TAMs are the New Eyeballs continues the valuation discussion and specifically drills down on price-to-sales as a valuation metric. A working hypothesis that paying high prices portends weak investment returns is tested. The investment derby in 2020 was led by unprofitable companies, stocks with a high proportion of shares sold short and those with prices at more than ten times sales. The number of companies trading at very high multiples ballooned, bringing back memories of the late 1990s. A brief discussion about Tesla is included in this section. The reaction by Tesla shareholders to a fundamental case that future returns stand to be poor because the stock is way ahead of the business is the same visceral response we confronted when making the same case about many tech and Internet stocks in 1999 and early 2000. One chap suggested I return my degrees and CFA charter because clearly, I learned nothing. Social media provides endless entertainment value.
A great privilege is spending time on campus with aspiring investors each year. Opportunities available to business students today are just awesome. Most institutions of higher learning have endowments and foundations, a growing number of which have carved out small (in some cases not so small) pieces that students directly manage. I can think of no better teaching tool, and no reason why schools that have, A) an endowment, and B) undergraduate and/or master’s programs in business, finance, investing or economics, would not have a student-run “fund.” Back to School highlights some “best practices” that I’ve encountered among some of the funds with which we are familiar. We added a tab on the website in hopes that sponsors or students themselves will contribute data points about their respective programs, which will be summarized in next year’s letter. The purpose of the exercise is to share best practices among student funds that they may adopt or incorporate, and also to encourage schools that either don’t have funds, or do but don’t give them proper emphasis, to get it in gear. My hope is that each of you will look into what’s being done at your respective alma maters and get involved. In addition to being a great teaching tool, a well-organized student-run fund showcases the schools that do it right. They serve to strengthen the alumni base and open doors for participating students.
A small handful of reading recommendations are listed in To Read or Not to Read, as well as a couple music recommendations. My time spent annually with the letter is done with music in the background, and I’m always happy to find new stuff. I’m trying to listen to more investing podcasts. There are some exceptional ones out there. My struggle is carving out the time. A good conversation requires focus, and I can’t write and listen well at the same time. I usually listen when working out, which for whatever reason I didn’t do as faithfully while locked down as I do in more normal times. I’ve taken to walking the dog, Big Oil, where I put the earbuds in while he sniffs and marks his territory. The moderate exercise is good for us, both overfed by the same master.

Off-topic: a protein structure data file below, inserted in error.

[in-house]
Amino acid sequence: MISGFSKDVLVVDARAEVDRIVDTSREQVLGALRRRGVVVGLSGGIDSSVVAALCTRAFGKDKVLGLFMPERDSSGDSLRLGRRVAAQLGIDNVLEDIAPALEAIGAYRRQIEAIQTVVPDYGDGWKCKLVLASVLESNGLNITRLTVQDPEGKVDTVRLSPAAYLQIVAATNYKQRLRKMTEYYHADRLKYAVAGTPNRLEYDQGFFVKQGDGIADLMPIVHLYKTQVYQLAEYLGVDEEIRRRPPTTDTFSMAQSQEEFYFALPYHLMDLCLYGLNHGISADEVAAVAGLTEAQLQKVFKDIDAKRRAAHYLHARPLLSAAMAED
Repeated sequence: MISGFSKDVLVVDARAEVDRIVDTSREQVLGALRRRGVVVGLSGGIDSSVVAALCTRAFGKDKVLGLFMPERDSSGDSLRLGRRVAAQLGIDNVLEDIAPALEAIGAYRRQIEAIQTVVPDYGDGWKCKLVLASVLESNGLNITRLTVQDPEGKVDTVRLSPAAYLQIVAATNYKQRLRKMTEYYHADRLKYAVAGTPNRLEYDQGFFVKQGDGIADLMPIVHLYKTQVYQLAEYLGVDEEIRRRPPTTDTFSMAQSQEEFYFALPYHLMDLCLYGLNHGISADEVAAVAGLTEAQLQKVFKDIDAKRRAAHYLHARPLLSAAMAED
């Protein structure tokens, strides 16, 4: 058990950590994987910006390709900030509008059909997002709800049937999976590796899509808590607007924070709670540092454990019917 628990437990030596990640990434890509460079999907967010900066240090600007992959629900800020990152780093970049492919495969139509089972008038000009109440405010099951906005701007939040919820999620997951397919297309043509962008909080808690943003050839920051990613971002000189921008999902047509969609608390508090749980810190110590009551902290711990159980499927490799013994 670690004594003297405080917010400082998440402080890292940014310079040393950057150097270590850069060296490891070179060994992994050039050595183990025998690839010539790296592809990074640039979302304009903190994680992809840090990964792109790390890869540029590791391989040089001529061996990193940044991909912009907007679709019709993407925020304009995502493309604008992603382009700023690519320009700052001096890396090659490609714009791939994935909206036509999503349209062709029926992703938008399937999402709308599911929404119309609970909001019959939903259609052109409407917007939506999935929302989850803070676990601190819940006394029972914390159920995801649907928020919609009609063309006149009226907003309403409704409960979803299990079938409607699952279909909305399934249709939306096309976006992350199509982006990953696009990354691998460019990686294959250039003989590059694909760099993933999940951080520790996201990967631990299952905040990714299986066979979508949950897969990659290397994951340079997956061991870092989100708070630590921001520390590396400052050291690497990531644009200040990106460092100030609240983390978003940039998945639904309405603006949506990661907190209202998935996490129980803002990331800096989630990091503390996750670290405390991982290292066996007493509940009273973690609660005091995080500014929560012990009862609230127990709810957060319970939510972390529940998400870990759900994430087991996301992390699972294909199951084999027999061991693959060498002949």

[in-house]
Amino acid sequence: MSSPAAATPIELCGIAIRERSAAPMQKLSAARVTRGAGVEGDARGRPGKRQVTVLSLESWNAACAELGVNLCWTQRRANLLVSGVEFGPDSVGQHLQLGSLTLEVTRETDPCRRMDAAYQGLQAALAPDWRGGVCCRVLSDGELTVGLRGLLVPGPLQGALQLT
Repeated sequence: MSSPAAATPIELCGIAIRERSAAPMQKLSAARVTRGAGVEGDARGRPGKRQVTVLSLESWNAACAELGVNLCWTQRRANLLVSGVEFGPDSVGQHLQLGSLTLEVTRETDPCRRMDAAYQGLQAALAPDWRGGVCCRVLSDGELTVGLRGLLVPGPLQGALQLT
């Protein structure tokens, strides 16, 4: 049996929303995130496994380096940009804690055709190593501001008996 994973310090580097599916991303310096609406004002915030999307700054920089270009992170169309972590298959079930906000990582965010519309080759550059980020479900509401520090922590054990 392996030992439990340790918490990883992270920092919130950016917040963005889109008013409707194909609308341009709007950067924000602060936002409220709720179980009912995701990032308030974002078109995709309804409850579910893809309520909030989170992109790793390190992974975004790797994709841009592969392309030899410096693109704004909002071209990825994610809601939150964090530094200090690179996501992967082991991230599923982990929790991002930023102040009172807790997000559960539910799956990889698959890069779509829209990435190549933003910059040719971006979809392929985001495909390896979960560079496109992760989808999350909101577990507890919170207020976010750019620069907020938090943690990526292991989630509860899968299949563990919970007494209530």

Finally, and as usual, a few comments are reserved for Berkshire Hathaway. By far our largest holding, the shares have fallen out of favor. It reminds me of 1999 and early 2000. Berkshire was “out of step” and the stock had declined while the tech darlings surged. Berkshire’s shares finished 2020 up only 2.4% for the year, again trailing the more fashionable. Meanwhile, underlying value clips along per expectations, making the shares incredibly inexpensive. The stock spent much of the year underwater, affording the GOAT the opportunity to practice some masterful capital allocation. Meaningful share repurchases at extraordinary discounts to intrinsic value may mark another of Berkshire’s famous and shareholder-friendly pivots.
In the win column, you will see that the letter is FOURTEEN pages shorter than last year. For the first time in a long time, perhaps ever, I kept my promise on that front. It remains a labor of love and I’m always humbled by the response. For the handful (small) that encourage me to make the letter longer each year, I’m sorry to have failed you this year…
Huge thanks to everyone I was lucky to spend time with in 2020. Between Zoom, Teams and the old-fashioned iPhone, it was an unusual year for sure. I’m grateful to all of you so generous with your time and perspectives on the pandemic and in your respective fields and endeavors. We are blessed with great friends and clients. Navigating the investment seas with such engaged, supportive, remarkable people makes our job fascinating, humbling and utterly enjoyable.